Don’t Allow Your Estate Plans to Lapse with Life Changes

March 13, 2018

Filed under: Estate Planning — Neel Shah @ 9:15 am

You need to ensure that your estate plan incorporates unique considerations about changes in your life. Far too many people create their estate plan once and then promptly forget about it. Updating your documents like your life insurance policies and your wills is a must do if you experience any major changes in your life such as the birth of a child or grandchild, a divorce or even a remarriage. 

Few things are as important as estate planning as far too many families find out after the fact when a loved one who failed to put together the necessary documents or to update them after a major change in circumstances, left behind a mess.

In general, if you are having difficulty approaching the mortality aspect of putting together an estate plan, begin to think about it as who you want to make medical decisions, legal documents that will spell out who gets your assets when you pass away, and who can make financial decisions on your behalf. Ideally, your estate plan helps your loved ones make critical decisions at a time when they need it most. Another common and disruptive life change that can turn everything in your world upside down is the loss of a spouse.

You will need to update your contingent beneficiaries on life insurance and other policies after a first spouse passes away. Doing it yourself can be a big mistake when you are approaching the estate planning process with the end goal of protecting your loved ones in mind.

Millennials and Estate Planning Must Mix

February 22, 2018

Filed under: Estate Planning — Laura Pennington @ 9:15 am

Millennials and estate planning sounds like it might not necessarily go together but far too many millennials jump to this conclusion and their family members are left dealing with the aftermath. No matter how much money is generated over the course of a lifetime, it is not real wealth if it is not effectively transferred to future generations. Estate planning is one of the most neglected aspects of wealth building and personal finance today, even among high-income professionals and successful entrepreneurs. 

An increasing number of both of these individuals happen to be millennials. Many people assume that they are neither rich enough nor old enough to make estate planning a top priority. Millennials are managing their money just as effectively as baby boomers and generation X, according to recent studies, may have a lot to lose falling for this myth. Estate planning can be a misnomer because it does seem to imply that it is only for the wealthy, leaving far too many of these millennials to ignore the estate planning process and expose themselves and their family members to problems in the event of an accident.

Sudden incapacity or death of millennial without an estate plan can lead to probate disputes and other problems after the fact. Estate planning is simply a prudent look ahead to protect family members and loved ones in the event that something unexpected happens and is increasingly important for millennials who are garnering more and more wealth in the current economy.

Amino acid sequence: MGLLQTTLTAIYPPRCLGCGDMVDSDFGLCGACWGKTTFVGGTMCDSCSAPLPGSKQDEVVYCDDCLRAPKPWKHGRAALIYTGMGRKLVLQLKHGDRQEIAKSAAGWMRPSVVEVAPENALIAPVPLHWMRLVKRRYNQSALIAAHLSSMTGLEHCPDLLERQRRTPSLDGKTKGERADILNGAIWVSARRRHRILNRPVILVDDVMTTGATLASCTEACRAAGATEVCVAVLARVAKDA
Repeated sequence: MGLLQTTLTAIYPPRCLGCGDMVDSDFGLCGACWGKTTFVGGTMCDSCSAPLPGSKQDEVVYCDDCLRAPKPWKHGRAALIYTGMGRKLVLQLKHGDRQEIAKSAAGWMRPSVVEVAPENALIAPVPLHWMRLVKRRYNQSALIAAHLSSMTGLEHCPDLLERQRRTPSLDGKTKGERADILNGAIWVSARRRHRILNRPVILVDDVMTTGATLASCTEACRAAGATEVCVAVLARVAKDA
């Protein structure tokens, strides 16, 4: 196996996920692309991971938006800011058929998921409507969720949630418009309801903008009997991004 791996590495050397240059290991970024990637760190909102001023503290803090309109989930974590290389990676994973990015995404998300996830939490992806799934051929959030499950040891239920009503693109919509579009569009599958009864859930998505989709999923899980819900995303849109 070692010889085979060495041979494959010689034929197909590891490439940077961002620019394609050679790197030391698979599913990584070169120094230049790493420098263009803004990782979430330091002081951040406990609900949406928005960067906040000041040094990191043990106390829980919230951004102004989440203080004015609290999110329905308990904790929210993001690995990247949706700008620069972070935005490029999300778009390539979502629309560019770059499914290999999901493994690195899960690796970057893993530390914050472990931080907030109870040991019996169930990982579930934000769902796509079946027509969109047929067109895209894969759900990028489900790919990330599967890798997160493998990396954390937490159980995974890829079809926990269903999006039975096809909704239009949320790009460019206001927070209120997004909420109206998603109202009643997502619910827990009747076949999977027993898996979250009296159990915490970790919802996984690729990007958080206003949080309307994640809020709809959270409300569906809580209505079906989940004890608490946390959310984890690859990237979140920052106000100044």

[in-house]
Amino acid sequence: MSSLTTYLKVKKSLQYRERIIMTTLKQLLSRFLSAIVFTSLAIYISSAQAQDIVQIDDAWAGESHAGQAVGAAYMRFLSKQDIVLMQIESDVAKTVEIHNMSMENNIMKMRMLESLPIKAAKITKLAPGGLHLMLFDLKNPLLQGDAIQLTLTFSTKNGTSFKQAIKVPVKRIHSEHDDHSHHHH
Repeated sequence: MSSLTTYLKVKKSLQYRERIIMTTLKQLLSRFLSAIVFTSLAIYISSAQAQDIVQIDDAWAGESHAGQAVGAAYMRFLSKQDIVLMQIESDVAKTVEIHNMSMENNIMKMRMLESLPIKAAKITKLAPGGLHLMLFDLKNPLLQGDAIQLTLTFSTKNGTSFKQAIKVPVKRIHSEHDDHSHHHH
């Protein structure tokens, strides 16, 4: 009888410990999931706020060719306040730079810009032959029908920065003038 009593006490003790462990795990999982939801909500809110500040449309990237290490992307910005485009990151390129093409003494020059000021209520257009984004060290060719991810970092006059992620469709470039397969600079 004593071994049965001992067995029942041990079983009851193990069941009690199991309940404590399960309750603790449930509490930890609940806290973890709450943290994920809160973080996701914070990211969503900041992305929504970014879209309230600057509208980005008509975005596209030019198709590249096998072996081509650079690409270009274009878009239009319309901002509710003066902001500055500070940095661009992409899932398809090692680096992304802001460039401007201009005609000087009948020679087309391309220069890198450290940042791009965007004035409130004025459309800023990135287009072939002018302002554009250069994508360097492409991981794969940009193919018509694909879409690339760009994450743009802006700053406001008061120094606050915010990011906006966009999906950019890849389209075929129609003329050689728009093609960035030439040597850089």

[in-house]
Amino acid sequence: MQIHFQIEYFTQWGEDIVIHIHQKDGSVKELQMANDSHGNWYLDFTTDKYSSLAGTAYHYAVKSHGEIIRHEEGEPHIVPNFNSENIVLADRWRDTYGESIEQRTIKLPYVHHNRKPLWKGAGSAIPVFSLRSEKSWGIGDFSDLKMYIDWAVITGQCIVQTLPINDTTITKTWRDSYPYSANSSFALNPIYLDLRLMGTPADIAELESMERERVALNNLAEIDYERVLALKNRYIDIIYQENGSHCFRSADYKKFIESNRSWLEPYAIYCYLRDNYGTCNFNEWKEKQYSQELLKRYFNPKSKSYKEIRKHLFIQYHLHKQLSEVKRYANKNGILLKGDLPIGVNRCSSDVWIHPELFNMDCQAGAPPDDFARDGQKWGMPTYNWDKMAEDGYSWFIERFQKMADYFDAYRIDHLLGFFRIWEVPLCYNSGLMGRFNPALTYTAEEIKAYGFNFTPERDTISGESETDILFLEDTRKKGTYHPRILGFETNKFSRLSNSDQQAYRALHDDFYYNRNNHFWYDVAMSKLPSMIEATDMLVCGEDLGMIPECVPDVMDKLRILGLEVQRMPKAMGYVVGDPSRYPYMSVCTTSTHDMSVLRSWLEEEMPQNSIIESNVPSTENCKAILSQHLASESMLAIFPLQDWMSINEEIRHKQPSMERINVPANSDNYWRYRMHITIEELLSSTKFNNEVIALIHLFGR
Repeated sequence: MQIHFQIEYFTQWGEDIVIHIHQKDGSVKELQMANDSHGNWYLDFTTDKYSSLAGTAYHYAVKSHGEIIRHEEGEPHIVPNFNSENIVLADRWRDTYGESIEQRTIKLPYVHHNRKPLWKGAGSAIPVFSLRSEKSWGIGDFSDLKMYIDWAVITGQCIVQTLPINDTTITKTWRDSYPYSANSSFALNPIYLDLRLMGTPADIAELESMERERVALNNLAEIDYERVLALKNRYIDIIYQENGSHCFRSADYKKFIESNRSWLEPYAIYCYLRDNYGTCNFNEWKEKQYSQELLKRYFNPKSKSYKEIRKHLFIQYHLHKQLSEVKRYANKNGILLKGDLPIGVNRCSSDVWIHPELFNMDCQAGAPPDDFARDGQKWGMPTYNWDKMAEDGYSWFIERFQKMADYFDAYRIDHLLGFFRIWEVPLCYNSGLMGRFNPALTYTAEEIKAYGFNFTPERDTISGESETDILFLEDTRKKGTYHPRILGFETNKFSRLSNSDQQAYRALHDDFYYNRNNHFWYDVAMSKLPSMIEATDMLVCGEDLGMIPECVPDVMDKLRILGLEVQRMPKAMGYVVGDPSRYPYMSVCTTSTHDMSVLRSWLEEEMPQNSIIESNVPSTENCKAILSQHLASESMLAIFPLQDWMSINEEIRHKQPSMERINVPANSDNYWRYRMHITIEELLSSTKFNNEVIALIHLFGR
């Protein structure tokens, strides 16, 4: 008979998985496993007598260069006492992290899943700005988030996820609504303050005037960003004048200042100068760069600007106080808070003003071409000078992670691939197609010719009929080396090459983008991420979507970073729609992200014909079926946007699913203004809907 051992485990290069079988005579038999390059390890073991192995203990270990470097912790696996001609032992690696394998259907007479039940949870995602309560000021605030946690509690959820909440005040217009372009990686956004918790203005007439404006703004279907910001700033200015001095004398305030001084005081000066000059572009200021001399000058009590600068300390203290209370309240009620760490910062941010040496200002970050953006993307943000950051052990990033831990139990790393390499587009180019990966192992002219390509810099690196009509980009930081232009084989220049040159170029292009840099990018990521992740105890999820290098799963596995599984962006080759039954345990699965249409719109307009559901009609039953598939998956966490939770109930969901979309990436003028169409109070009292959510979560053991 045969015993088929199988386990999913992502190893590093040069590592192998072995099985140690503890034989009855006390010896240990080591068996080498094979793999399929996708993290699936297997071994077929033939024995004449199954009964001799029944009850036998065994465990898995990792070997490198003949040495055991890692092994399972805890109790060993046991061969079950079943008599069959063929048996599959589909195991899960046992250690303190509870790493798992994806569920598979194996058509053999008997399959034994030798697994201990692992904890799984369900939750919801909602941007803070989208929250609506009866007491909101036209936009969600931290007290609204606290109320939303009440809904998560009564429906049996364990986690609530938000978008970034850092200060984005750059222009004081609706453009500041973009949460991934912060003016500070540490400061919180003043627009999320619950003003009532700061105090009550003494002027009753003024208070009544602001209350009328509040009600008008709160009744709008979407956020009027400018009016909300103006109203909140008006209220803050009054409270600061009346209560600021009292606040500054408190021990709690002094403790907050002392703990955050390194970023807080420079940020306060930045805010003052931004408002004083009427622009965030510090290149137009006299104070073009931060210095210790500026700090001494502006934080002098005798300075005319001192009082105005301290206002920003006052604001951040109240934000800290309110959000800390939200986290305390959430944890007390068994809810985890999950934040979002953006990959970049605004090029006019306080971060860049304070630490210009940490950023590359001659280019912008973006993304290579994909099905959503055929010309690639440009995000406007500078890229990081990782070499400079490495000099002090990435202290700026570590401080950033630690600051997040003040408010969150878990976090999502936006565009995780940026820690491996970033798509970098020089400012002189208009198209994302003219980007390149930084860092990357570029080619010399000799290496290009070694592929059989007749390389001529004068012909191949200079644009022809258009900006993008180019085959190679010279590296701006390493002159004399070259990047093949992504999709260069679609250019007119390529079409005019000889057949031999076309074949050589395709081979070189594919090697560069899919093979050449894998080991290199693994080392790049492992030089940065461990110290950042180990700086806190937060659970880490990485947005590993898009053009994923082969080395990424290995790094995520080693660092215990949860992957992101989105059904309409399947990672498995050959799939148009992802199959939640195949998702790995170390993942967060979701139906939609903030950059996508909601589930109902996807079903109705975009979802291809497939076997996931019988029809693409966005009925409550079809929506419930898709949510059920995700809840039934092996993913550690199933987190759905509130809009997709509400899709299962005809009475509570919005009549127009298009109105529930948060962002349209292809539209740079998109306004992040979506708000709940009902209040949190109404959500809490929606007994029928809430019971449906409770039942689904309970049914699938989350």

Put Together the Plan Before You Need It with Estate Planning

February 20, 2018

Filed under: Estate Planning — Laura Pennington @ 9:15 am

Have you put off an estate plan because you don’t think you need it? Far too many families wind up dealing with the impact of a loved one’s loss without any planning in place. 

Many people don’t realize the value of estate planning until it’s too late. Most people set up their initial consultations with an estate planning attorney after they’ve had a negative experience with a friend or family member, or perhaps after they have seen a news about a celebrity’s death that prompted numerous estate planning issues.

Estate planning involves so much more than simply ensuring that your stuff ultimately gets passed on to your loved ones.

It might be easy to think of estate planning as simply putting together a will and outlining how your physical possessions will pass on to future generations, but you should consider that a good estate plan takes care of you during the course of your life, as well as your individual family members after you pass away.

Tools like wills, trusts, powers of attorney and more can help to articulate the individual decisions and desires you have if something were to happen to you unexpectedly. The right estate planning attorney is an invaluable asset as you navigate these complex processes and articulate a plan that protects you and your loved ones now and well into the future.

New Tax Law Could Tremendous Windfall for Your Children

February 19, 2018

Filed under: Estate Planning — Laura Pennington @ 9:15 am

The new federal exemption amount has increased as a result of the new tax law, which means that the amount you or your estate can pass on to your heirs free of taxes has increased to approximately $11 million this year from $5.49 million in 2017.